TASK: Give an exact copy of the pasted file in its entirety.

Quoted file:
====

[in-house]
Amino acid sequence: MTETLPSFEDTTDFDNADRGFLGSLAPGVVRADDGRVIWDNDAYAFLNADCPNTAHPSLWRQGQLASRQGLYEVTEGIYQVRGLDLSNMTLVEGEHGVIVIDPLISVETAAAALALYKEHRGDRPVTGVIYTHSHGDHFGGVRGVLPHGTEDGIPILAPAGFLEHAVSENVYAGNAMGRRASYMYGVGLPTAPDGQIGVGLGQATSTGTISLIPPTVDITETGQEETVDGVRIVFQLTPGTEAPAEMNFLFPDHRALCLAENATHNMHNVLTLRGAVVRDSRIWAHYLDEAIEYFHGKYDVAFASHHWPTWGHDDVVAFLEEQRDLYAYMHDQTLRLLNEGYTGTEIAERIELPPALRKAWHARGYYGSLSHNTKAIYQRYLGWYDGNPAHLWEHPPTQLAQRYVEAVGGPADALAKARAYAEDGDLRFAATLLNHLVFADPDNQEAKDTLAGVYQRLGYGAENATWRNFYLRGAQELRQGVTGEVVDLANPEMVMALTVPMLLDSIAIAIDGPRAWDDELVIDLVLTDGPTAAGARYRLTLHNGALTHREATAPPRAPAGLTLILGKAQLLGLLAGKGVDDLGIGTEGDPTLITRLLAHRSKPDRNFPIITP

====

[in-house]
Amino acid sequence: MTETLPSFEDTTDFDNADRGFLGSLAPGVVRADDGRVIWDNDAYAFLNADCPNTAHPSLWRQGQLASRQGLYEVTEGIYQVRGLDLSNMTLVEGEHGVIVIDPLISVETAAAALALYKEHRGDRPVTGVIYTHSHGDHFGGVRGVLPHGTEDGIPILAPAGFLEHAVSENVYAGNAMGRRASYMYGVGLPTAPDGQIGVGLGQATSTGTISLIPPTVDITETGQEETVDGVRIVFQLTPGTEAPAEMNFLFPDHRALCLAENATHNMHNVLTLRGAVVRDSRIWAHYLDEAIEYFHGKYDVAFASHHWPTWGHDDVVAFLEEQRDLYAYMHDQTLRLLNEGYTGTEIAERIELPPALRKAWHARGYYGSLSHNTKAIYQRYLGWYDGNPAHLWEHPPTQLAQRYVEAVGGPADALAKARAYAEDGDLRFAATLLNHLVFADPDNQEAKDTLAGVYQRLGYGAENATWRNFYLRGAQELRQGVTGEVVDLANPEMVMALTVPMLLDSIAIAIDGPRAWDDELVIDLVLTDGPTAAGARYRLTLHNGALTHREATAPPRAPAGLTLILGKAQLLGLLAGKGVDDLGIGTEGDPTLITRLLAHRSKPDRNFPIITP